Many years ago I worked for a child care society that ran multiple child care programs in Northern BC and learned firsthand about the struggles small communities face in developing and maintaining trained Early Childhood Educators.
Post-secondary institutions were making strides to have high quality Early Childhood Education programs, but these programs generally still required people to leave their small communities to train and many did not return. Those who did return were working in low paying, high stress jobs.
In my program, we couldn’t afford to provide benefits for staff. The wages were starting to improve but were nowhere near a living wage for most of the staff. At the same time, some parents were having a hard time paying the fees.
The crisis was real for me and my coworkers. I think back to a time when one particular Early Childhood Educator gave her notice. She was highly qualified and came with tons of personal experience in supporting children who had additional support needs. But she simply couldn’t afford to stay and raise her own family. She ended up finding a job working in trades.
This left a huge hole within the program. The remaining staff were left to fill in the gaps while still fulfilling our licensing obligations.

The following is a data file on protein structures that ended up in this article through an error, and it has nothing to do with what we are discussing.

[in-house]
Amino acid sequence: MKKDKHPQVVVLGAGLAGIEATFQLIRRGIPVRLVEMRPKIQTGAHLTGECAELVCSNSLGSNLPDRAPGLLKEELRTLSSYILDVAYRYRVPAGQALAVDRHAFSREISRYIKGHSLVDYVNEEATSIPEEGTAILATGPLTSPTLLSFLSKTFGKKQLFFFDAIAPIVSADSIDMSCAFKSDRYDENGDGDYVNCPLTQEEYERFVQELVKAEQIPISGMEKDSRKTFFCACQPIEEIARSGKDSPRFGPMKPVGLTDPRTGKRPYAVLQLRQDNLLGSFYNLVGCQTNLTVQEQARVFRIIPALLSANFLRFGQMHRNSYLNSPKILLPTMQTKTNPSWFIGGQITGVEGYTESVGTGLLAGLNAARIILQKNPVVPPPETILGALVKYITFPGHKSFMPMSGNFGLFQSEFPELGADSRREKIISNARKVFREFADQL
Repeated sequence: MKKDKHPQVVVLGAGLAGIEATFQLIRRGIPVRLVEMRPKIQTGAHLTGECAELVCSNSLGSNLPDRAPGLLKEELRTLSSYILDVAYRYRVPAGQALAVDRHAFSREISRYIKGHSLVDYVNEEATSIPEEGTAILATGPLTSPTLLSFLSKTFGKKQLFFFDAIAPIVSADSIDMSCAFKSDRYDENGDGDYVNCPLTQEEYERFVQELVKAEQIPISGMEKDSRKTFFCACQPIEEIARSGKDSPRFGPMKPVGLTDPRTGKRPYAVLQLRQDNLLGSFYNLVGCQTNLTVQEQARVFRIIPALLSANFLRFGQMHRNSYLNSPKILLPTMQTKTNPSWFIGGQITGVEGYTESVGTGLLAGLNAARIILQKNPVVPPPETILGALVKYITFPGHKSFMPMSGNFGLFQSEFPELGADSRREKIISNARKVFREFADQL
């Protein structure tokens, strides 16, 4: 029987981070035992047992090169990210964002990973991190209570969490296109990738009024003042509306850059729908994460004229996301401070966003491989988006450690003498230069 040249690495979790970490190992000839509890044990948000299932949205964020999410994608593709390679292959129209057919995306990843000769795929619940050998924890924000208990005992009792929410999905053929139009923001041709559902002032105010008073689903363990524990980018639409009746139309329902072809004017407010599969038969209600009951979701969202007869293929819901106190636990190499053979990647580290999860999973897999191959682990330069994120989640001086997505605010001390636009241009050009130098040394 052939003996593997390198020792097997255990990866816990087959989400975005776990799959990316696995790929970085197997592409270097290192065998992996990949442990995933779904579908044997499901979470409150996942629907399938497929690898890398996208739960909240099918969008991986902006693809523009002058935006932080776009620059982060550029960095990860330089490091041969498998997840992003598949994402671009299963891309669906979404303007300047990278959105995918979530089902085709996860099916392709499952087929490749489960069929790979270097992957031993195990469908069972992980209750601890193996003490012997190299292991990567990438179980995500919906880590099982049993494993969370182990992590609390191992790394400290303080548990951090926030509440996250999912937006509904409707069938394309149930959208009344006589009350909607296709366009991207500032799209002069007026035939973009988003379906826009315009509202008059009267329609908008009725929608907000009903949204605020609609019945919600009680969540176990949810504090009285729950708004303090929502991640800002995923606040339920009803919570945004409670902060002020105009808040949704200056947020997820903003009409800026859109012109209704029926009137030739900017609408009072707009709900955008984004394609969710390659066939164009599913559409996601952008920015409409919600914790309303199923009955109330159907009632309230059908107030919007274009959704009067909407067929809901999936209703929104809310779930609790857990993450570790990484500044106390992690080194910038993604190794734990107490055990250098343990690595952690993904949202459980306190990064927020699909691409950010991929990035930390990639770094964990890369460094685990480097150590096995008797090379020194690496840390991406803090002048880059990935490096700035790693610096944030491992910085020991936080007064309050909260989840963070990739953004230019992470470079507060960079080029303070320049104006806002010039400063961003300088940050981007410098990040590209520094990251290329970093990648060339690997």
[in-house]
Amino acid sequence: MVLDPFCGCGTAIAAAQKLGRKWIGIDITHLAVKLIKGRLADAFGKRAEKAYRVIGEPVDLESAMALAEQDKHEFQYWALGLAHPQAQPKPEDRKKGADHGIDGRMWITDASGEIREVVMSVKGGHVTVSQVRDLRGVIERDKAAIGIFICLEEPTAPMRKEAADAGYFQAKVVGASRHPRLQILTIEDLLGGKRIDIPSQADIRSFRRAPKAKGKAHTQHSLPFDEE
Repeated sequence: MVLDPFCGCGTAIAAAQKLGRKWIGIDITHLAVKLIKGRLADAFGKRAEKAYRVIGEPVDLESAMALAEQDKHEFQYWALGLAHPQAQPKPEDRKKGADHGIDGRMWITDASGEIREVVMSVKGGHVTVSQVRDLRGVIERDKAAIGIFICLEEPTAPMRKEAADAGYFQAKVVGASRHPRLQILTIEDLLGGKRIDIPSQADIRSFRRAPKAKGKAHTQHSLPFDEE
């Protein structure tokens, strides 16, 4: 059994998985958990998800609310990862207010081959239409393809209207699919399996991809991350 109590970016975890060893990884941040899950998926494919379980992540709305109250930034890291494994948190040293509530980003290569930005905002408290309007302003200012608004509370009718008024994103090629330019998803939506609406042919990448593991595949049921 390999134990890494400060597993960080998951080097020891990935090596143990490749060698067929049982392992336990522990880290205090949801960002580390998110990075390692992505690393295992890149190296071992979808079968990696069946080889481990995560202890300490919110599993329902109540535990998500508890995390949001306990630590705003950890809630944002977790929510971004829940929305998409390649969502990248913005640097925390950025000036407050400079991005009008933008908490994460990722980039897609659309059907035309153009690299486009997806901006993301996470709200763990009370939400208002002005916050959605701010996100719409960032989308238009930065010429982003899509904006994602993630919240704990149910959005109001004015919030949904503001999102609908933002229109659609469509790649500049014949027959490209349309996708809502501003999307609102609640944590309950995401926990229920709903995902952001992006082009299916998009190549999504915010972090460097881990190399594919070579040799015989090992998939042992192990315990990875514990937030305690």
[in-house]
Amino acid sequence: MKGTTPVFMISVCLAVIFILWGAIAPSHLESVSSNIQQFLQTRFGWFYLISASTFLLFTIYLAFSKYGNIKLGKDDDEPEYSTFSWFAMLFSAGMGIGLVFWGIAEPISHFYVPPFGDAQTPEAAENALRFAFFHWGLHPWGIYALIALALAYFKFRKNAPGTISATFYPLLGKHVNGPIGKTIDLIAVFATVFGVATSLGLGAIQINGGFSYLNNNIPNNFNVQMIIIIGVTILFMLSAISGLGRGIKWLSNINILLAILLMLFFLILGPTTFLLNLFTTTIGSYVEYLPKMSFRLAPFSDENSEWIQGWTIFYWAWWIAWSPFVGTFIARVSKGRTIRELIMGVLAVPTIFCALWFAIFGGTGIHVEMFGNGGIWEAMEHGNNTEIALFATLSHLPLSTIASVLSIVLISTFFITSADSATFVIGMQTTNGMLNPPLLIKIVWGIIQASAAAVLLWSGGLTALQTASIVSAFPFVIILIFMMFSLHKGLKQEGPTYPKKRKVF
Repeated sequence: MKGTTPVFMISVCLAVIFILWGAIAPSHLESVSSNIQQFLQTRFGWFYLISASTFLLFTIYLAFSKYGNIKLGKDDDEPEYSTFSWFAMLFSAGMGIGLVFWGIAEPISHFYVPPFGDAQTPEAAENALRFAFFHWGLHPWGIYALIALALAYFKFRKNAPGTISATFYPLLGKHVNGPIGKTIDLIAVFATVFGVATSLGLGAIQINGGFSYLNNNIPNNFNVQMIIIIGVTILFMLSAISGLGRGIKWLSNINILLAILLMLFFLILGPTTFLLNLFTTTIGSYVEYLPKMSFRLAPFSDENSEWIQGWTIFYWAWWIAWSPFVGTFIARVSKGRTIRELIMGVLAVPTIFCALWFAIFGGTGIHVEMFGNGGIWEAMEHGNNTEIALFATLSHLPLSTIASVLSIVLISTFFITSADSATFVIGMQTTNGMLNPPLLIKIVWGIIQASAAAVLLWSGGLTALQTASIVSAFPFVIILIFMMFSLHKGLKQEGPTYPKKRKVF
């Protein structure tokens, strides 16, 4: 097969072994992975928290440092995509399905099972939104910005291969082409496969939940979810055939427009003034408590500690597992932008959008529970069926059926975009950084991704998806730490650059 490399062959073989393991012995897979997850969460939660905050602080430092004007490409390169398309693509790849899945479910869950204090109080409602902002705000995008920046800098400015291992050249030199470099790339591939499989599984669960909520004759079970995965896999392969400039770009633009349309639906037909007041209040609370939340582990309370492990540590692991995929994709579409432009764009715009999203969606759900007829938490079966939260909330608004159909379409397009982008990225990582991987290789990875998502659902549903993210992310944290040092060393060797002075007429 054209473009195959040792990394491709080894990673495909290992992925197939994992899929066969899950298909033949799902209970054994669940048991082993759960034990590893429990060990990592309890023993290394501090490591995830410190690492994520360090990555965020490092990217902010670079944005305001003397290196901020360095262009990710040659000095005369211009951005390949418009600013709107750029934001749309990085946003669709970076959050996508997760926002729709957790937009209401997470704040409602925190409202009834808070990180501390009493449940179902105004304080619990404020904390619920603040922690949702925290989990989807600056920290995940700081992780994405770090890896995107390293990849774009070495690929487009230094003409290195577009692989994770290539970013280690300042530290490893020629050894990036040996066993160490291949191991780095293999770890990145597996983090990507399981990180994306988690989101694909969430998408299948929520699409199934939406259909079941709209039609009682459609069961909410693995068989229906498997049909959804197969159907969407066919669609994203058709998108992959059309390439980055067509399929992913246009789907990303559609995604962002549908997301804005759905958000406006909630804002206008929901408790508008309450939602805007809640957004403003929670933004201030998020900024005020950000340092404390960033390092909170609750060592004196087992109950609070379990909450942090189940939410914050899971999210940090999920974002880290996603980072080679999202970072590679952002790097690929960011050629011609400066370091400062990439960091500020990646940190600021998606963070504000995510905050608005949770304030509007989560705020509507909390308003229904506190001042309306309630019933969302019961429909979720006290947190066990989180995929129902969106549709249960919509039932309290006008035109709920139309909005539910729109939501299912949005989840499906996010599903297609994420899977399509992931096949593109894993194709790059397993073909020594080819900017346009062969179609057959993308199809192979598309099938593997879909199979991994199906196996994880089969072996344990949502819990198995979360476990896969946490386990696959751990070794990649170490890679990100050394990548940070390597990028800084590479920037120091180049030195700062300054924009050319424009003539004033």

And it’s not the only example. We were not the only program in the North that saw staff leave due to the low wages and lack of benefits. Today the turnover of staff continues in every region throughout the province. That is if the program can find a qualified ECE to begin with.
Some of the best Early Childhood Educators, the ones that don’t want to leave this profession, do because they need to support their families. As children develop attachments to those in the programs they are attending, adult consistency is important and a marker of quality.
The province’s increase in the number of ECE Assistant Certificates to Practice has helped, although slightly, the demand for educators. Someone can take one ECE course every five years to maintain ECEA status. Such lowered qualifications aimed at increasing the available staff pool don’t work because it affects program quality. The increase of Assistants means there are less mentors for students and more stress on fully certified Early Childhood Educators as they pick up the pieces for those with less training.
However, in a positive example, Northwest Community College ran a program where an instructor went out into a number of Villages to train ECEs. Students there were more likely to stay and work, providing high quality care for those children and families. NWCC also offers a First Nations perspective in ECE education, this is a key component of the $10aDay Child Care plan and a perspective that all Early Childhood Educators need to develop and explore.
Children deserve to have educated people working with them, regardless of whether they are in rural communities or large urban centres. ECEs deserve a living wage that recognizes their education and experience. I imagine a profession where the people who take this on as a career can stay in it as long as they want and do not leave because they have no other choice. The $10aDay Child Care Plan gets this.